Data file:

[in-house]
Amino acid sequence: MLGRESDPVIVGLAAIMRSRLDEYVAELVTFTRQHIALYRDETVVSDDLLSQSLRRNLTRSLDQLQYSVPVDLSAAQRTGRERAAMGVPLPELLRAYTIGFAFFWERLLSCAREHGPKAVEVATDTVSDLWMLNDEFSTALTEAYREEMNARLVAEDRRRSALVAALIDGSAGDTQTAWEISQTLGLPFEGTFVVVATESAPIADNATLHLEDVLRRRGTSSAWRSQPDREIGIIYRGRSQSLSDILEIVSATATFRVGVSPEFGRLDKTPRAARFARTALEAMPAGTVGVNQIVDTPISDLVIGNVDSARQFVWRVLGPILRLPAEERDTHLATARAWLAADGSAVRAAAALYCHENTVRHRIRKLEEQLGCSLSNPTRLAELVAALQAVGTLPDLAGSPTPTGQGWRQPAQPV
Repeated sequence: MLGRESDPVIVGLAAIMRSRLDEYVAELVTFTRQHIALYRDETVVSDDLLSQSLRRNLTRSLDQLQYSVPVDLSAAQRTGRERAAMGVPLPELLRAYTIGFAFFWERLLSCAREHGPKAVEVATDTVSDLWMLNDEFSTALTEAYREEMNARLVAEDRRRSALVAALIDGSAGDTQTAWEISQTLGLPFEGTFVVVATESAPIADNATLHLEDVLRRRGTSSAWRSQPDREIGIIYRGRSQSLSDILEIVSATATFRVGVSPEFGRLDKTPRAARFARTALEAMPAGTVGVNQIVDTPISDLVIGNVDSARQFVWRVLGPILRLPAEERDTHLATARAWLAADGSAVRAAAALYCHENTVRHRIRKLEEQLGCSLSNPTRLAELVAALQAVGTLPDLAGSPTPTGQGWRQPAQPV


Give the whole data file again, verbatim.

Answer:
[in-house]
Amino acid sequence: MLGRESDPVIVGLAAIMRSRLDEYVAELVTFTRQHIALYRDETVVSDDLLSQSLRRNLTRSLDQLQYSVPVDLSAAQRTGRERAAMGVPLPELLRAYTIGFAFFWERLLSCAREHGPKAVEVATDTVSDLWMLNDEFSTALTEAYREEMNARLVAEDRRRSALVAALIDGSAGDTQTAWEISQTLGLPFEGTFVVVATESAPIADNATLHLEDVLRRRGTSSAWRSQPDREIGIIYRGRSQSLSDILEIVSATATFRVGVSPEFGRLDKTPRAARFARTALEAMPAGTVGVNQIVDTPISDLVIGNVDSARQFVWRVLGPILRLPAEERDTHLATARAWLAADGSAVRAAAALYCHENTVRHRIRKLEEQLGCSLSNPTRLAELVAALQAVGTLPDLAGSPTPTGQGWRQPAQPV
Repeated sequence: MLGRESDPVIVGLAAIMRSRLDEYVAELVTFTRQHIALYRDETVVSDDLLSQSLRRNLTRSLDQLQYSVPVDLSAAQRTGRERAAMGVPLPELLRAYTIGFAFFWERLLSCAREHGPKAVEVATDTVSDLWMLNDEFSTALTEAYREEMNARLVAEDRRRSALVAALIDGSAGDTQTAWEISQTLGLPFEGTFVVVATESAPIADNATLHLEDVLRRRGTSSAWRSQPDREIGIIYRGRSQSLSDILEIVSATATFRVGVSPEFGRLDKTPRAARFARTALEAMPAGTVGVNQIVDTPISDLVIGNVDSARQFVWRVLGPILRLPAEERDTHLATARAWLAADGSAVRAAAALYCHENTVRHRIRKLEEQLGCSLSNPTRLAELVAALQAVGTLPDLAGSPTPTGQGWRQPAQPV